4. Ayn Rand's Spleen says:

    Here’s something that all new or incoming college students need to know. Your college does not care about you as a person or as an eventual alumni, they only care about how much money you are spending at their institution, and that’s it. The people at FAFSA do not care about your ability to pay off your loans because they know that they will get paid – you cannot default away from debt owed to FAFSA or Sallie Mae. The government doesn’t care about you as eventual contributors to America the Great, it doesn’t care if your profession might lead you to curing cancer or discovering fundamental truths about the universe because you aren’t a wealthy campaign contributor or a lobbyist, which is why they were apathetic about student loan interest rates doubling. My advice is to spend money on your degree and once you get it, leave this country that does not care about you and find one where education is valued over administration and campaign donations. You won’t have to pay your loans off and you’ll bring advances to a place that actually deserves and values you.

  5. Gia says:

    You’ve got to be kidding. Take the computer power off & you’re lost.

  6. honestly says:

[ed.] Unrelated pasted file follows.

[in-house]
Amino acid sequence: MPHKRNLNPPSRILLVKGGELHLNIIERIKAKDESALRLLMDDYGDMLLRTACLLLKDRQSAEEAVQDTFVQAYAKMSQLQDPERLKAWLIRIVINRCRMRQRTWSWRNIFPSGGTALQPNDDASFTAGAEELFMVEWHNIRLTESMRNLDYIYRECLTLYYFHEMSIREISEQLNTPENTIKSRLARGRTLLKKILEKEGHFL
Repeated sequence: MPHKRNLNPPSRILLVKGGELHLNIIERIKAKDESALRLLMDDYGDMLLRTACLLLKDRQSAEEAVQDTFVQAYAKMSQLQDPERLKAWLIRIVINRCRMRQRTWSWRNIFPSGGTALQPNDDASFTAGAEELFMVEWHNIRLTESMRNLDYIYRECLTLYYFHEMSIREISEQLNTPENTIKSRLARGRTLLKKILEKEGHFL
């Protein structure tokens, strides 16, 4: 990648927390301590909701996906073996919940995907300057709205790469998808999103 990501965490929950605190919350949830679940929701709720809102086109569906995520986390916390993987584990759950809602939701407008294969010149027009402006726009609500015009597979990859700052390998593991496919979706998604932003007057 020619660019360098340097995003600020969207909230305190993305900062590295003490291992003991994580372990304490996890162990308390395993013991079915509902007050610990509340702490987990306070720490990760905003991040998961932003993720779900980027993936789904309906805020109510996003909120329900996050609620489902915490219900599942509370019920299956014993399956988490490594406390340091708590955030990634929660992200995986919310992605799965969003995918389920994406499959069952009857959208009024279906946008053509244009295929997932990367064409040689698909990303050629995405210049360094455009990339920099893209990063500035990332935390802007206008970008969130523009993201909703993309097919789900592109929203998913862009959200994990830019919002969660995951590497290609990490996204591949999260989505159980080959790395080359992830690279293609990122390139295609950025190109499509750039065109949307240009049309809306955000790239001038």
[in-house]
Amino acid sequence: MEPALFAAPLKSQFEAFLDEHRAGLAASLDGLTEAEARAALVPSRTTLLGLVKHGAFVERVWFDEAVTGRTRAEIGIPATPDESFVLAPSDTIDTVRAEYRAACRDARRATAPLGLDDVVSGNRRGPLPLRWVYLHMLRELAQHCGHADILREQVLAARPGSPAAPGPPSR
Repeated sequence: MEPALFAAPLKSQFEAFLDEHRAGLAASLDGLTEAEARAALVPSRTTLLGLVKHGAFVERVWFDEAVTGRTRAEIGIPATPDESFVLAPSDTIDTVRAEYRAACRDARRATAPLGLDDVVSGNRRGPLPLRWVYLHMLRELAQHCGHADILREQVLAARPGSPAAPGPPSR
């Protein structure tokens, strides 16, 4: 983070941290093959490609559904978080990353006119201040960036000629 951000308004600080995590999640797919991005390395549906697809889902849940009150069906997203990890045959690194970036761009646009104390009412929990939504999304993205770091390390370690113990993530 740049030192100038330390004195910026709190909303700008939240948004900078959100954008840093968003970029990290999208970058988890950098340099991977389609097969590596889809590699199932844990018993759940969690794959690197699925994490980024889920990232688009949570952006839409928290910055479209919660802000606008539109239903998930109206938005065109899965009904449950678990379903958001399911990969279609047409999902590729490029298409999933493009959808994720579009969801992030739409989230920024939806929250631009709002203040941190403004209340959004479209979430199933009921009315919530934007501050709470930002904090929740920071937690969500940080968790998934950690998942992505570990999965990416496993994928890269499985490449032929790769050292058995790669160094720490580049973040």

This is a sad situation. We encourage education and tell them that their diploma means everything and then they go out in the work place and they are making just as much or less than a person that never went to college. The goverment needs to wake up an do something about this before the next generation ends up opening their eyes and realizing that they dont need an education to make ends meat and bettering yourself means nothing.

  7. Shocked, I tell you... says:

    You’re not setting records for unemployment, Colleen. This administration, this Congress are. The government shouldn’t be in the student loan business.

    They are killing our economy. Good article.

  8. Sgt Saber says:

    TRADES………not college degree’s is what will put America back to work. Learn a TRADE and live a good life. Stop using those smartphones every 2 minutes and actually act like your an adult. When speaking in public, use the polite mannerism like Yes Sir or No Sir, Yes Maam, or No Maam. Show RESPECT and receive it back. This Me, me ,me , i want it now America is why we are now corrupt and failing as a country !

  9. Sherry Epley says: